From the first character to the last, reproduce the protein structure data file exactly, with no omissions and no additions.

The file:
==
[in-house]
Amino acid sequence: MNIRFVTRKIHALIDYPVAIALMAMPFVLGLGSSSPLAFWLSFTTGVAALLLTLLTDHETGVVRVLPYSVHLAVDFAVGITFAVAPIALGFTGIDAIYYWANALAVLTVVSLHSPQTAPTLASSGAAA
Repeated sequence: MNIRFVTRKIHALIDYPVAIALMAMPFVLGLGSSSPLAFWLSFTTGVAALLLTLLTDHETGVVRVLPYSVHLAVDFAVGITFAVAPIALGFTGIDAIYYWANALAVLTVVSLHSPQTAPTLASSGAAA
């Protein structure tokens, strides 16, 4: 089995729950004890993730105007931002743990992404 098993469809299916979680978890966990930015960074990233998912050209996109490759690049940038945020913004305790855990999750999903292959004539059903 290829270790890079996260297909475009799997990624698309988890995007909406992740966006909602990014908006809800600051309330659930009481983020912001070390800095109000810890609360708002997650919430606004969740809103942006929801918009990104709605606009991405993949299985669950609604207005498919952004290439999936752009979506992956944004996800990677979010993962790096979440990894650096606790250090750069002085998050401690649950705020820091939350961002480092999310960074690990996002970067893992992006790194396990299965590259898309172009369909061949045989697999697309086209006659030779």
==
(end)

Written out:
[in-house]
Amino acid sequence: MNIRFVTRKIHALIDYPVAIALMAMPFVLGLGSSSPLAFWLSFTTGVAALLLTLLTDHETGVVRVLPYSVHLAVDFAVGITFAVAPIALGFTGIDAIYYWANALAVLTVVSLHSPQTAPTLASSGAAA
Repeated sequence: MNIRFVTRKIHALIDYPVAIALMAMPFVLGLGSSSPLAFWLSFTTGVAALLLTLLTDHETGVVRVLPYSVHLAVDFAVGITFAVAPIALGFTGIDAIYYWANALAVLTVVSLHSPQTAPTLASSGAAA
């Protein structure tokens, strides 16, 4: 089995729950004890993730105007931002743990992404 098993469809299916979680978890966990930015960074990233998912050209996109490759690049940038945020913004305790855990999750999903292959004539059903 290829270790890079996260297909475009799997990624698309988890995007909406992740966006909602990014908006809800600051309330659930009481983020912001070390800095109000810890609360708002997650919430606004969740809103942006929801918009990104709605606009991405993949299985669950609604207005498919952004290439999936752009979506992956944004996800990677979010993962790096979440990894650096606790250090750069002085998050401690649950705020820091939350961002480092999310960074690990996002970067893992992006790194396990299965590259898309172009369909061949045989697999697309086209006659030779």